During the Democratic presidential debate on Thursday night, only the scantest attention was devoted to an enormously important question: whether the next Democratic president will return the authority to declare war to Congress, where it belongs. Joe Biden and Sen. Bernie Sanders (I-Vt.) both alluded obliquely to the need for presidents not to abuse that power, but little more was said on the matter.
As it happens, the Senate just concluded voting on the question of whether President Trump should go to war with Iran without congressional approval. The measure failed to get the 60 votes it needed for passage.
But it did get 50 votes — which is to say that half the Senate is on record against this. That’s not insignificant as a statement, even if it won’t necessarily stop Trump from taking the plunge.
The measure in question is an amendment to a defense bill offered by Sen. Tom Udall (D-N.M.). Here are the guts of it:
No funds may be used to conduct hostilities against the Government of Iran, against the Armed Forces of Iran, or in the territory of Iran, except pursuant to an Act or a joint resolution of Congress specifically authorizing such hostilities that is enacted after the date of the enactment of this Act.
Four GOP senators supported the amendment, along with 46 of the 47 Democratic senators. (One was a no-show.)
Trump recently declared that he has the power to strike Iran without congressional authority. Lawmakers have struggled to get administration officials to clarify the basis for this authority, with one claiming that “we will comply with the law," but without further clarification.
It appears the administration is likely to claim authority from the 2001 Authorization for the Use of Military Force, in which Congress empowered the president to use force against those he “determines planned, authorized, committed, or aided" the 9/11 attacks.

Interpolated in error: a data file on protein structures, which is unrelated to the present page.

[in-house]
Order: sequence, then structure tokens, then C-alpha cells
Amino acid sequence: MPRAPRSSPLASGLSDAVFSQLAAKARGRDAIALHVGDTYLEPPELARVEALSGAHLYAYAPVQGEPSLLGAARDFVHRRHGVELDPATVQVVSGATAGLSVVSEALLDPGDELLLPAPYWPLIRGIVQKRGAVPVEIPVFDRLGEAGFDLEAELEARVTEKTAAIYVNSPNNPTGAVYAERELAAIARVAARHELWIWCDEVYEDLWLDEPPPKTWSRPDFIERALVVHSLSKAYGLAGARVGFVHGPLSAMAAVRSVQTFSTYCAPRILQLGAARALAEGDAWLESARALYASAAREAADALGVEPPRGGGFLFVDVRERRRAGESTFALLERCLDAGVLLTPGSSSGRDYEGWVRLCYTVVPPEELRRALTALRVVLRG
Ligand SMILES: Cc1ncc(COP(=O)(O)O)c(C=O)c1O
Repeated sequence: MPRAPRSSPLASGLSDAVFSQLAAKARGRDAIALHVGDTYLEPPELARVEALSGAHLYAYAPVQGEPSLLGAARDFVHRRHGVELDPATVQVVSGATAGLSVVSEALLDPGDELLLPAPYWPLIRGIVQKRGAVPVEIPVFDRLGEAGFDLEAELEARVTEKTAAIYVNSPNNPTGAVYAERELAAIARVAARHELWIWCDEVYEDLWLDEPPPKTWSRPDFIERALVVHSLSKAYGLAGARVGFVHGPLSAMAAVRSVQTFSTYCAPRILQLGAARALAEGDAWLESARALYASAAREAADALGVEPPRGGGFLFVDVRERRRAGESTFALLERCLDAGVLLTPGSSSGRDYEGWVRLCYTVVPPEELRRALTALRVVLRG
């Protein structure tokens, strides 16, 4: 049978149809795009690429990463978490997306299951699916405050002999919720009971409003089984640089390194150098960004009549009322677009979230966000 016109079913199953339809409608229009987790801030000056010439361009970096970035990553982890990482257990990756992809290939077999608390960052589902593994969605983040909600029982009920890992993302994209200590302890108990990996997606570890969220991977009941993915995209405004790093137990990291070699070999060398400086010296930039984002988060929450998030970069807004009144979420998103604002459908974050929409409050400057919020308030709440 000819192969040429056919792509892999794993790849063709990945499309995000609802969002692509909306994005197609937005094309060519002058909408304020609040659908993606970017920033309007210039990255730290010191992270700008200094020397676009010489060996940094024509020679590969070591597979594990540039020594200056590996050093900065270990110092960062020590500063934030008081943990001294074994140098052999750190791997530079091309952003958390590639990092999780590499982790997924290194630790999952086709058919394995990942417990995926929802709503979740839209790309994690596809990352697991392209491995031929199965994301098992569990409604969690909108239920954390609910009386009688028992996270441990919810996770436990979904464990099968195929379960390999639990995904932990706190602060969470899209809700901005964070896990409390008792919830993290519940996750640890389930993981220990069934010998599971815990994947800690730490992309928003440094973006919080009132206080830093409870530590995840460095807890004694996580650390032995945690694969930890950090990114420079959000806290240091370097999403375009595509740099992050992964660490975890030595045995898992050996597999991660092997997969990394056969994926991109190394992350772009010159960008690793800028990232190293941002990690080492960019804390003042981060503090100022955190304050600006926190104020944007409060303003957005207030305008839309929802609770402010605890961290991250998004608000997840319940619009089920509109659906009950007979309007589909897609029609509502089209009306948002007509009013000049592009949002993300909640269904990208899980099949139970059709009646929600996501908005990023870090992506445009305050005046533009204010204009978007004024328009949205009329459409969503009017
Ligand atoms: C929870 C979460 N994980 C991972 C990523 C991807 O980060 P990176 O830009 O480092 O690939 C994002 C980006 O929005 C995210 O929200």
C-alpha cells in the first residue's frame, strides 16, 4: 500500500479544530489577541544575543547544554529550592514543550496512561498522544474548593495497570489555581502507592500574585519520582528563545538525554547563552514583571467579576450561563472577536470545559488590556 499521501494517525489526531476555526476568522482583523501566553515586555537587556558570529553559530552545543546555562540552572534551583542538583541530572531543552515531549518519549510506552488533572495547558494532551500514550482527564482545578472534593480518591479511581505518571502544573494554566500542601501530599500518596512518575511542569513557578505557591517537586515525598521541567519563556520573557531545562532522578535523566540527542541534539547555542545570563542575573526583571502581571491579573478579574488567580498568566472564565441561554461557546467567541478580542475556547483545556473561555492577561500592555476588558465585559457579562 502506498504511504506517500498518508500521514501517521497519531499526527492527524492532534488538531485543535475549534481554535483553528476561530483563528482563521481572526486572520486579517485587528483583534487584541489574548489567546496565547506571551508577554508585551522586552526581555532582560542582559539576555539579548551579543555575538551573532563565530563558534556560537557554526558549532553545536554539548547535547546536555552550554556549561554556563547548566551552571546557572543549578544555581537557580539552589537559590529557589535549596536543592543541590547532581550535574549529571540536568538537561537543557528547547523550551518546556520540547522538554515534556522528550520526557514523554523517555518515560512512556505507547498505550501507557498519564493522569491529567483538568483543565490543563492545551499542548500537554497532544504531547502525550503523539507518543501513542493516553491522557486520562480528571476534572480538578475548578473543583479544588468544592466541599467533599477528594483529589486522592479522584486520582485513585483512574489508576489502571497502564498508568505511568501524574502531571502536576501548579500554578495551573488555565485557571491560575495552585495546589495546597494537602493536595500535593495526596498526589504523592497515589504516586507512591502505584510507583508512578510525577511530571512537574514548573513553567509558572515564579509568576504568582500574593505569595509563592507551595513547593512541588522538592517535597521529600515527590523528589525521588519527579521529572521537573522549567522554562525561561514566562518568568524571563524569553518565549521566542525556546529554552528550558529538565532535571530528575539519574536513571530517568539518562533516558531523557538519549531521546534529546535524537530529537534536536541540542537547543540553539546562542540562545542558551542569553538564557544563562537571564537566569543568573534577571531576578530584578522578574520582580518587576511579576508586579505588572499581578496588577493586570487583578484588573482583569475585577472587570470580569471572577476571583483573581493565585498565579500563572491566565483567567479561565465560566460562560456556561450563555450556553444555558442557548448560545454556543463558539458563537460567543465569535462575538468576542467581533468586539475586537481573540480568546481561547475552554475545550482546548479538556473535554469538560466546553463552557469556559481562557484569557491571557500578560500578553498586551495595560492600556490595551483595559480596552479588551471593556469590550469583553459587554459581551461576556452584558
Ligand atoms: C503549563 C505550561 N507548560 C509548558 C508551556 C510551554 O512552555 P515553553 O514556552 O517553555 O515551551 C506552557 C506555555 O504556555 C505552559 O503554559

The idea that this might authorize war with Iran is based on an absurdly strained reading of the AUMF, just as it was absurd when then-President Barack Obama cited the AUMF to justify war against the Islamic State. Thus the push for a vote in the Senate to try to block Trump from claiming this authority.
It’s worth noting, as a Democratic aide points out, that multiple Republicans resisted even having a vote on this at all. But Senate Democrats, rallied by Minority Leader Charles E. Schumer (N.Y.), threatened to hold up the defense bill and managed to get Senate Majority Leader Mitch McConnell (R-Ky.) to agree to one.
This is the first time the Senate has weighed in on this question, and now half the upper chamber has declared that Trump should not go to war with Iran without congressional authorization. It would have been 51 with the no-show Democrat, who put out a statement in opposition as well, prompting Schumer to remark: “A bipartisan majority of the Senate today sent an important message to President Trump: you do not have a blank check to pursue another endless war in the Middle East.”
A vote in the House should follow in coming days.
Trump, as you may know, already vetoed a separate resolution that would have ended U.S. support for the Saudi-led war in Yemen, which has produced a rolling humanitarian disaster. Trump’s implementation of this war without congressional authorization is also absurd, just as it was a mistake when Obama first initiated a more limited version of this operation without such authorization. Indeed, one top Obama adviser recently conceded to the Nation’s David Klion that this was ill conceived.
The resolution that Trump vetoed also stated that “Congress has the sole power to declare war," and it had passed both chambers, even picking up seven Republicans in the Senate.
So the Senate has now twice rebuked Trump’s abuse (or, in the case of Iran, threatened abuse) of the war-making authority. That’s something, though it isn’t enough to stop it.
This is why I keep arguing that the Democratic candidates should be talking more about this — they should be uniformly pledging that as president, they would return the war-making authority to Congress. This would ideally entail a frank discussion of how both parties have been complicit in the erosion of that authority.
Meanwhile, the abuses continue.